Many of us have felt the stinging consequences of compulsive spending. For some of us it’s a one time experience. We learned and we were able to control our spending the next time a temptation came our way. For others compulsive spending is a way of coping with stress, disappointment or other negative emotions. For others it’s an addiction. For the past several years I have talked to many military spouses who struggle with compulsive shopping – especially when deployment is involved.
If you searched for this article and are reading it, chances are you are in a very special group of American parents known as Blue Star parents. Welcome aboard!
The “Blue Star” refers to a star on a banner that the family of a service member, serving during a time of war, displays. This tradition of displaying a Blue Star banner or flag dates back to WWI. It is a public symbol of your child’s service to our Country. See More
When a member of your extended family is facing deployment or other military moves, it’s easy to feel like there is nothing you can do to help. That can be especially true for military families new to the experience. It might feel like you’re prying or annoying rather than helping.
Here are 5 smart ways to help out a loved one without overstepping your boundaries: See More
It is an honor to be a parent of a United States soldier, they volunteered to fight for our country and you should be very proud of them.
That being said, you, like most parents out there, probably have many emotional and mixed feelings about a current or upcoming deployment. It is easy to start feeling helpless when your son or daughter gets deployment orders. You may feel like there is nothing you can do.
We put together the best tips and advice on how to support your child while he or she is deployed. They deserve all the support they can get! See More
Even after years of experience and multiple deployments under their belts, families are constantly learning new challenges to the military lifestyle.
One of the biggest obstacles to overcome is handling judgment and ignorance about military issues from those closest to us.
Many of the readers on our Military Spouse and Family Facebook pages have dealt with this judgment firsthand and inspired these tips for bridging the learning gap and trying to respectfully inform those closest to you about military-specific struggles. See More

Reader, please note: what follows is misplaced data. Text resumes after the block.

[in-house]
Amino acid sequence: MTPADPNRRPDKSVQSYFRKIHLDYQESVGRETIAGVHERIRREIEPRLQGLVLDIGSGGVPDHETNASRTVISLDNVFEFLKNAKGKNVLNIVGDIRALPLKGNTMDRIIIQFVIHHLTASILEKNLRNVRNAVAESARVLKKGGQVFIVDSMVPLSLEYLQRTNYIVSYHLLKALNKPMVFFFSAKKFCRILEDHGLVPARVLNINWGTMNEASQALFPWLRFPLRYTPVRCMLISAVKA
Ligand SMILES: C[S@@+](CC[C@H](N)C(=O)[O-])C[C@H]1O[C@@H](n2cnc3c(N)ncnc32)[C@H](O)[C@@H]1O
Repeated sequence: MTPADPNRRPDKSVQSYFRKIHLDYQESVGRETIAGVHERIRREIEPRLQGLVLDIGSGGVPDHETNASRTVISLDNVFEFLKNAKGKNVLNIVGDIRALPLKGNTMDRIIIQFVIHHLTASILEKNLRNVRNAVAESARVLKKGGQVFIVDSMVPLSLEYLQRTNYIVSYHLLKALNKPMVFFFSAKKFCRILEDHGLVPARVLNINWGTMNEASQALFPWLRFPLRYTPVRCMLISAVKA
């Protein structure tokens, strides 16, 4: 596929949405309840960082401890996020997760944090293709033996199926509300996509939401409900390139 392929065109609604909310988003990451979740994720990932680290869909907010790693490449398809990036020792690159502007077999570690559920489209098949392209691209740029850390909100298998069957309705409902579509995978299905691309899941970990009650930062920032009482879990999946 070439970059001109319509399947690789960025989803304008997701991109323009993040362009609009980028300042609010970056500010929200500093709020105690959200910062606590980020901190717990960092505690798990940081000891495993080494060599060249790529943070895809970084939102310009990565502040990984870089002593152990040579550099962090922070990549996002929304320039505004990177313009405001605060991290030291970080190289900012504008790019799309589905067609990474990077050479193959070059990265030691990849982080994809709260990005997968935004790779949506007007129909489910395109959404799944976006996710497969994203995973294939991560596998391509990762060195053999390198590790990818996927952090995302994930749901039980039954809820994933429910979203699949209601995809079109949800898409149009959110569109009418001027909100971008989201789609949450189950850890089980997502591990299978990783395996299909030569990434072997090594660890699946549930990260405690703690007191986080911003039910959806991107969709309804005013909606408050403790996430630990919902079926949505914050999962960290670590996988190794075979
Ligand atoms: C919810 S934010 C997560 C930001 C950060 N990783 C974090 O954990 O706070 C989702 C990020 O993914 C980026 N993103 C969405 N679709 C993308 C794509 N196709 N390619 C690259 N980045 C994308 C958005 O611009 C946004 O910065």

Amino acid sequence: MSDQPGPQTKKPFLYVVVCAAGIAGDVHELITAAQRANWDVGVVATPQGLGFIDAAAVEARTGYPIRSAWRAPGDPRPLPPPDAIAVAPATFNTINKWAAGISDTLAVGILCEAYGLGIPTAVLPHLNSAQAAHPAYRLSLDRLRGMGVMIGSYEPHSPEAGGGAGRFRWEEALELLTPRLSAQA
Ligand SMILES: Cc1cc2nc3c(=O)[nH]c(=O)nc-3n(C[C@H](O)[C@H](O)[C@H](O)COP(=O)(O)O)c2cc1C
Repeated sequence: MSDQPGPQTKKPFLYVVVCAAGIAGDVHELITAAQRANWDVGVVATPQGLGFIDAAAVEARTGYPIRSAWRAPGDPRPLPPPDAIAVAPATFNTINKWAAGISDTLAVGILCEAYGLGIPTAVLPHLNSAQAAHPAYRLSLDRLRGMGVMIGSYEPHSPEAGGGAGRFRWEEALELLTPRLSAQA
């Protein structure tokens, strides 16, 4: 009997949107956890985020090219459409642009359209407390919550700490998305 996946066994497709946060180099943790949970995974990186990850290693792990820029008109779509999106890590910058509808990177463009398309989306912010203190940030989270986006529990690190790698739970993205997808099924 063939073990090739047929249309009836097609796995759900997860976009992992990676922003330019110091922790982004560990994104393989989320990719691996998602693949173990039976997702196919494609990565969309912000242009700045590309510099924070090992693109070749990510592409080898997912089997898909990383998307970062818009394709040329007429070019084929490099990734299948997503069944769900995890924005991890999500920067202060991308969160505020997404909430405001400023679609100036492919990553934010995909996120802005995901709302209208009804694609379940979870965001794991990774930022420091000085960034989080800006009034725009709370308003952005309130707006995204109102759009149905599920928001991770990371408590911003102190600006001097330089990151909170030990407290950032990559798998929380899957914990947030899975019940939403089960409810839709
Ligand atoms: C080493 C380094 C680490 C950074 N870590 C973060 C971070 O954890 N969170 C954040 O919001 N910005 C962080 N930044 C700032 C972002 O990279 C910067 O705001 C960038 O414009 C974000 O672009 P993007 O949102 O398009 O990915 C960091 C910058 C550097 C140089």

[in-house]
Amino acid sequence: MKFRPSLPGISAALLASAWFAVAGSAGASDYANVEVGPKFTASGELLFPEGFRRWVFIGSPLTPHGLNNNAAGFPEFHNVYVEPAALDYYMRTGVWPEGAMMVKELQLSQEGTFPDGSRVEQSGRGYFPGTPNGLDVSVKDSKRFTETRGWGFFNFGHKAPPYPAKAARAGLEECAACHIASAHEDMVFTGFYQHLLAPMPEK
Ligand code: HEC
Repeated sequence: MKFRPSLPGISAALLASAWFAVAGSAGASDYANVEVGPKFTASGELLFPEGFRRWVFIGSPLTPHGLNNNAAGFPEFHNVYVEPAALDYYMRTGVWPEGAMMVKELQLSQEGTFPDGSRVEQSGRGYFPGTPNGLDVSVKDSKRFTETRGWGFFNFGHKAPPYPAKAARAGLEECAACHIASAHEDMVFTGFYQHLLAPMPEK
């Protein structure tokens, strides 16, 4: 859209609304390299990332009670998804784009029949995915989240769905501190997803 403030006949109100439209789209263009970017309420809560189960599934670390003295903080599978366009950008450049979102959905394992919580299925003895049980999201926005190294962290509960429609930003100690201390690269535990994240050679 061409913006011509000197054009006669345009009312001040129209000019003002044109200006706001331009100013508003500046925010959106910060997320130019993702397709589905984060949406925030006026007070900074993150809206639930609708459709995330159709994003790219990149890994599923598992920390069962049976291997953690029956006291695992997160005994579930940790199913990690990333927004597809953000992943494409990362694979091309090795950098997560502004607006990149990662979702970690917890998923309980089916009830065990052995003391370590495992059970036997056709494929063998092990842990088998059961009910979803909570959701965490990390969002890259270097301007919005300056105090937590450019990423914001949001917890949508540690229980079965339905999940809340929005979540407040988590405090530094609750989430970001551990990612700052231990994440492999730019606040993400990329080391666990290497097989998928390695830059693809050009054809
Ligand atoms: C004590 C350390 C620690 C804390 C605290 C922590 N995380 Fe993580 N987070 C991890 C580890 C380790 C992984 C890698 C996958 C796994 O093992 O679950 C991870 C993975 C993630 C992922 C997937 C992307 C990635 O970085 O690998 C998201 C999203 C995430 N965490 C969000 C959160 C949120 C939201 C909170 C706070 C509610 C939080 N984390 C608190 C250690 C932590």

Everyone has their fears, even in the military. While the expectation may be to remain solid and strong, fear is a natural phenomenon and can actually be beneficial to our health. It’s when that fear causes you to become scared that it can become a detriment. Having fear and being scared are often considered the same thing, but there is a subtle difference.
Fear is about the emotion surrounding danger, pain or whatever else. Being scared is a sudden moment of alarm or worry, often without reason. When fear is left to simmer, it leads to being scared, which can result in debilitation and missed opportunities. But there’s no need to worry (or fear, at least in this instance). There are ways to address your fears without becoming scared.
Here’s 6 steps to face your fears and not become scared. See More
Military life includes a sad reality — not everyone will make it home safely. Even though precautions are taken to insure the safety of our troops, there aren’t any guarantees. Those of us in Military Families are all too aware that, as a part of the military community, we may be faced with death of someone we love at any time.
When death strikes close to us it takes a toll on all of us. That is why it is so important to discovering ways to deal and cope with death. Finding ways to process your feelings is vital to your mental health. See More